It's possible that the nearly incessant ABC Family "Harry Potter" film marathons have something to do with it. Almost every holiday coincides with one of these marathons, to the point that the network might be better off just having nonstop marathons at this point. 

Pottermore is the Rowling-sanctioned fansite that places players into their houses, gives them a wand based off quizzes and their personality, and is the most in-depth and inclusive Potter-world available on the Internet. Sign-up is free, and it features interactive and previously unseen content from Rowling herself. 

Alternatively, you can go to the "Wizarding World of Harry Potter" theme park in Orlando, Fla., where you can go on rides, buy wands and robes, eat foods both mentioned and inspired by the novels and generally live every fan's dream. 

High school and colleges all across America and the UK (including USC) have organized Quidditch teams. These teams, like other sports teams, occasionally travel cross-country for tournaments. For information about the sport, check out the site here

A photo of a typical Quidditch setup from Houston, Tex. The player in yellow is the Snitch. (Flickr/etee)
A photo of a typical Quidditch setup from Houston, Tex. The player in yellow is the Snitch. (Flickr/etee)
How does one play Quidditch without use of magical flying broomsticks, you may ask? I respond completely seriously: by running around with a broom between your legs. The Golden Snitch is played by one person, not pertaining to either team (occasionally, snitches switch off). Official rules dictate that the snitch must respect pre-set boundaries, and will run wherever he or she likes within those boundaries. While the other players keep their eyes closed, the snitch will run off, generally for five minutes. The game ends when the "snitch" is caught, or tagged, by one of the team's Seekers, provided that there is no tie. In addition, the teams must be coed and player positions are denoted by headband colors; the snitch runner must be in all yellow. Provided he or she notifies all officials prior to the game, the snitch can use anything from a bicycle to water balloons to evade Seekers, even going off pitch.

If you're less athletic and more musical, Wizard Rock may be up your alley. (I could not think of an appropriate pun.) This is an entire genre of music solely dedicated to writing for and about "Harry Potter". Most of it can be found on Youtube, and some can be purchased on iTunes, downloaded (for free or with payment) on the bands' websites.

Good people to know: J.K. Rowling, Emma Watson, Daniel Radcliffe, Rupert Grint, Tom Felton, Alan Rickman and the rest of the film casts, individual characters (no, I will not name each one), Cassandra Claire, Steve Vander Ark, Makani, Neil Cicierega, Emerson Spartz, Darren Criss and Starkid

J.K. Rowling, the author, and the actors and characters make quite a bit of sense, but due to the depth and range of the fandom, several fans have ascended, some even having their own fandoms.

Cassandra Claire (also Cassandra Clare), is a former-fanfiction writer for the "Harry Potter" community, until she was accused of plagiarism from several literary and screen sources, and was then banned from several fic hosting sites. She is also known as the author of the popular "City of Bones" series, which will soon be made into films. 

The album cover for "A Very Potter Musical". Go check it out; it's hilarious.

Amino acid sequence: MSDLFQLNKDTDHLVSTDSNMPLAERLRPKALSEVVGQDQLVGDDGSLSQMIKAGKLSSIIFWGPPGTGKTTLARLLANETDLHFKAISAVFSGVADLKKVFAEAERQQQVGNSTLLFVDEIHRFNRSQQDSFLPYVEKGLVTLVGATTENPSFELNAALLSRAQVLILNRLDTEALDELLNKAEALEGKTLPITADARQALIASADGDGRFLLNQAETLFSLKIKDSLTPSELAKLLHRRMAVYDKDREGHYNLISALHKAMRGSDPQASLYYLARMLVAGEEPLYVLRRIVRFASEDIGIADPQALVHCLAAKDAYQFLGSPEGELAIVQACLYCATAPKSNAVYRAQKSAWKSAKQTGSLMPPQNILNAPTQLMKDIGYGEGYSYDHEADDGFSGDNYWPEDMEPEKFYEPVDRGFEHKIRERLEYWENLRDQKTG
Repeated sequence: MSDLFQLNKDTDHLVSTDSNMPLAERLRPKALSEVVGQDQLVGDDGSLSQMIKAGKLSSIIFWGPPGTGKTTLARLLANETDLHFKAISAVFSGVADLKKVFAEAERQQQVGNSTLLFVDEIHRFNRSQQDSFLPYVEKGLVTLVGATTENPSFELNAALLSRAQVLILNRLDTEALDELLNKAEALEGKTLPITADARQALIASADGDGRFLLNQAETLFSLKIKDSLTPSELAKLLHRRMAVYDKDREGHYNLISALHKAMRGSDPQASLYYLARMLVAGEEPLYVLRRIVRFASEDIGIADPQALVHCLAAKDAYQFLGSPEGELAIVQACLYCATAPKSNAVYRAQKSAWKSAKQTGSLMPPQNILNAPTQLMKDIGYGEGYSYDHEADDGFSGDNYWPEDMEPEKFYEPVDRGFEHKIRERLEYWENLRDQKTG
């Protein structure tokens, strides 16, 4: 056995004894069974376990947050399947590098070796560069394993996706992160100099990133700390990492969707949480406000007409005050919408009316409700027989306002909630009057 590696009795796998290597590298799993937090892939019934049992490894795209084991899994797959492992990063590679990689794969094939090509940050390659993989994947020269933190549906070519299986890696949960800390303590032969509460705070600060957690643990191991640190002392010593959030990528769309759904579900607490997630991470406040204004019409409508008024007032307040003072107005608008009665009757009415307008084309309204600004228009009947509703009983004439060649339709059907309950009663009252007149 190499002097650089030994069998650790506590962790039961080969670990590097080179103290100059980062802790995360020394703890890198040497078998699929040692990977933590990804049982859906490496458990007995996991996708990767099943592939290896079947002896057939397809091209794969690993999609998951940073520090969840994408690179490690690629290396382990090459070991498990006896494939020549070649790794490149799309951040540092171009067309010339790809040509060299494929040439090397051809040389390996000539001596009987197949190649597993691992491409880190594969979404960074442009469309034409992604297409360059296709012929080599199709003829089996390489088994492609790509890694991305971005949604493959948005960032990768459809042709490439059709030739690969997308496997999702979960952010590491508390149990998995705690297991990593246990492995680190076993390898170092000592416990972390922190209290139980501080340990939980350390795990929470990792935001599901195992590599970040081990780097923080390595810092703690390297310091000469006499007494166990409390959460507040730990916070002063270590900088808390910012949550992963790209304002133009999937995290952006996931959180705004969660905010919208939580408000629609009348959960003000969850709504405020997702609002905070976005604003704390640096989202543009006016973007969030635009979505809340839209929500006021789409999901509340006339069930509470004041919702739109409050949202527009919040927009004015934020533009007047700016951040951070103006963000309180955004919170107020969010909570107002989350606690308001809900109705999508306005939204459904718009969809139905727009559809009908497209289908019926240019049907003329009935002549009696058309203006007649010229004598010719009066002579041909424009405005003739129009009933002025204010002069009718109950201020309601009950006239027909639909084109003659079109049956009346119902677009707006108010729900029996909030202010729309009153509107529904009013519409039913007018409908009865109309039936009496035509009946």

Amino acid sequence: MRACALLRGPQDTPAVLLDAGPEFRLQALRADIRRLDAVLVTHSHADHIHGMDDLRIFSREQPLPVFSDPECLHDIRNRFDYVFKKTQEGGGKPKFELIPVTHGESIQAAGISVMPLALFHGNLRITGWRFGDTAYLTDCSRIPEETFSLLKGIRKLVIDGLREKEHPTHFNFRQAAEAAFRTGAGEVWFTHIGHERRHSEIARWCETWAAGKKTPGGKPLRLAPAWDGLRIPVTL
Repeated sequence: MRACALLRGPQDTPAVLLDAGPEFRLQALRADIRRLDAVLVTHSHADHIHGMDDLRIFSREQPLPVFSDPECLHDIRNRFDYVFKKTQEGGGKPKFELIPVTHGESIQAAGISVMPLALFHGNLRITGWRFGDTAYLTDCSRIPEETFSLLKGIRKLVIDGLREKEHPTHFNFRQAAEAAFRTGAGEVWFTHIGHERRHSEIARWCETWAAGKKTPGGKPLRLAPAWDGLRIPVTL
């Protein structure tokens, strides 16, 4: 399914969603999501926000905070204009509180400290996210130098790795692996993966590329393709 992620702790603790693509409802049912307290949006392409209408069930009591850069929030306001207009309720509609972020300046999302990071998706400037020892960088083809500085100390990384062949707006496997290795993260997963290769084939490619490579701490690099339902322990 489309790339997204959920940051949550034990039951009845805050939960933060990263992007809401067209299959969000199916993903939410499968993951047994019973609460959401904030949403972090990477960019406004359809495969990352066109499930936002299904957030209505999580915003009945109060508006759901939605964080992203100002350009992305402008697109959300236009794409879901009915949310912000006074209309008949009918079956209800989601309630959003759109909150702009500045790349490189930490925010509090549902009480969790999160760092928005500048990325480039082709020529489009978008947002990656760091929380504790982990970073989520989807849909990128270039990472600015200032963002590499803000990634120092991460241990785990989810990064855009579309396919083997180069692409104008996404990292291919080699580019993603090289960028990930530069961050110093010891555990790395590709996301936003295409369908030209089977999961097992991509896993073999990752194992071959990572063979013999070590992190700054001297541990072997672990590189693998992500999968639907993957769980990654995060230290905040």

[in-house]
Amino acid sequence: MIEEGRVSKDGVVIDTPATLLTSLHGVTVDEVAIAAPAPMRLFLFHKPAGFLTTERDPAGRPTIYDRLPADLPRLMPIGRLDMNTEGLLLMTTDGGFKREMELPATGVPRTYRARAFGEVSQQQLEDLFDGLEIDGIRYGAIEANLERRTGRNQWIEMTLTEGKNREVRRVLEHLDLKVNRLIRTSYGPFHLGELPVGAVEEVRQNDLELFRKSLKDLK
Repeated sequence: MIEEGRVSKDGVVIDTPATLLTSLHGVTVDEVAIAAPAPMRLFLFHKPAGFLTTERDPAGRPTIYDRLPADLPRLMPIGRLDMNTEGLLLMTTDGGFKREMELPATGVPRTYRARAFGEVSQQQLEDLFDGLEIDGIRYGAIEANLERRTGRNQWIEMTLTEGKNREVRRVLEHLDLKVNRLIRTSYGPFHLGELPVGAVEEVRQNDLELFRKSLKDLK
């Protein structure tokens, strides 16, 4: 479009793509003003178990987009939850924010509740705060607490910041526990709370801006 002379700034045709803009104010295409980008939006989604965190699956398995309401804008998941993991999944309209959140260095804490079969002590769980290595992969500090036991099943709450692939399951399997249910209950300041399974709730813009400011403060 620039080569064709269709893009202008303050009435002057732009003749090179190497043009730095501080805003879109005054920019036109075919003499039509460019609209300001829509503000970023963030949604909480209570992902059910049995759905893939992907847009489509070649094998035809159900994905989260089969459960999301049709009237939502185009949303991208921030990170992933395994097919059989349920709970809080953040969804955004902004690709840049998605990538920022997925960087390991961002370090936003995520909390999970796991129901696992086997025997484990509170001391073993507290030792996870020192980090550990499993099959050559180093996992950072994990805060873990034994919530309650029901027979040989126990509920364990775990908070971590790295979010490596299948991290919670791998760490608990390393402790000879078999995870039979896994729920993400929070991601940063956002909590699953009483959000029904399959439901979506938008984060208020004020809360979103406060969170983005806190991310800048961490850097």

The album cover for "A Very Potter Musical". Go check it out; it's hilarious.
Steve Vander Ark is the author of the Harry Potter Lexicon, an online encyclopedia of "Harry Potter" and had details of the world. Rowling approved of the site until they published a book without permission; the Lexicon has since fallen out of favor. More favorably, Emerson Spartz, the creator of Mugglenet, is well-known and has interviewed J.K. Rowling and helped writing to (approved) Potter-based books, both best-sellers. 

If fanart is more your game, look up Makani, who is also notable within the "Team Fortress 2" video game community; her art served as the inspiration for a character and then was later hired by the company Valve for her artwork. 

Even if you're not active in the "Harry Potter" community, you'll be familiar with Neil Cicierega's wildly popular "Potter Puppet Pals" series (note: often NSFW). Occasionally animated, occasionally live-action, these shorts are loving parodies of the series.

Meanwhile, if you're more into musical theater, check out "A Very Potter Musical", and its sequel, "A Very Potter Sequel". You may recognize Darren Criss, who is now known for playing Blaine Anderson on "Glee" and for singing at the recent presidential inauguration. While at the University of Michigan in 2009, Criss wrote the music and lyrics and Starkid Productions, the theater troupe, produced and performed a full musical (affectionately) poking fun at the novels, which became popular. Shortened to "AVPM", the entire musical can be found on Youtube under Starkid's Youtube channel or can be purchased on iTunes. Starkid Productions has since created other musicals, and has a third installment of the AVPM series was performed at the Harry Potter convention LeakyCon in August 2012; the videos and album is set to be released at the end of February 2013. Entertainment Weekly named the musical one of the "10 Best Viral Videos of 2009"

Some wise words to know: Potterhead, Quidditch, Hogwarts, muggle, Lord Voldemort, Death Eater, Ministry of Magic, Auror, the houses, The Boy Who Lived

Potterhead: a fan of the books, the films—really anything related to the Potterverse.

Qudditch: A popular wizard sport played on flying broomsticks. Alternatively, an adaptation of the sport played in real life (see above). 

Hogwarts School of Witchcraft and Wizardry: Home for most fans. It is the school Harry and his friends attend (or, post-novels, attended.) If you do not know what this is, you have lived under a rock the stairs for most of your life.